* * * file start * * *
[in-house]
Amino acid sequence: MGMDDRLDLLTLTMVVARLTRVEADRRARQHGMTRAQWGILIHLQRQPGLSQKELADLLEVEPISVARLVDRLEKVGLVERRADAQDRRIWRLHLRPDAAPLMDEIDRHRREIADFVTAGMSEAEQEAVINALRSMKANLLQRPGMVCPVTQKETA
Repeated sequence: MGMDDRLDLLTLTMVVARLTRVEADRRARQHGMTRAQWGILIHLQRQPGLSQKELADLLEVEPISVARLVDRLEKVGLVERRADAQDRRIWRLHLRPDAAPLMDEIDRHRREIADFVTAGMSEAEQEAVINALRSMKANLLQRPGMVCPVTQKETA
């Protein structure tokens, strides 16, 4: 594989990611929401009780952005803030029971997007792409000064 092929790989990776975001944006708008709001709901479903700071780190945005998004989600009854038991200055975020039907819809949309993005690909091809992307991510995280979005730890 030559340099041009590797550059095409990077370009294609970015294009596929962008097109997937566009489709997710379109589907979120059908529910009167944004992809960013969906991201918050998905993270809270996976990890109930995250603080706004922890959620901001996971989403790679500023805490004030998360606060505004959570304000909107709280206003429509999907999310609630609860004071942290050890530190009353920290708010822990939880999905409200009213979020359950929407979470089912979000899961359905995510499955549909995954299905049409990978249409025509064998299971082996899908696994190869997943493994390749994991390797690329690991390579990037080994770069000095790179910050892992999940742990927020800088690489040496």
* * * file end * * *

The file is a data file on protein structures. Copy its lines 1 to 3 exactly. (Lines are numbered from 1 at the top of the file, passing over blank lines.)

[in-house]
Amino acid sequence: MGMDDRLDLLTLTMVVARLTRVEADRRARQHGMTRAQWGILIHLQRQPGLSQKELADLLEVEPISVARLVDRLEKVGLVERRADAQDRRIWRLHLRPDAAPLMDEIDRHRREIADFVTAGMSEAEQEAVINALRSMKANLLQRPGMVCPVTQKETA
Repeated sequence: MGMDDRLDLLTLTMVVARLTRVEADRRARQHGMTRAQWGILIHLQRQPGLSQKELADLLEVEPISVARLVDRLEKVGLVERRADAQDRRIWRLHLRPDAAPLMDEIDRHRREIADFVTAGMSEAEQEAVINALRSMKANLLQRPGMVCPVTQKETA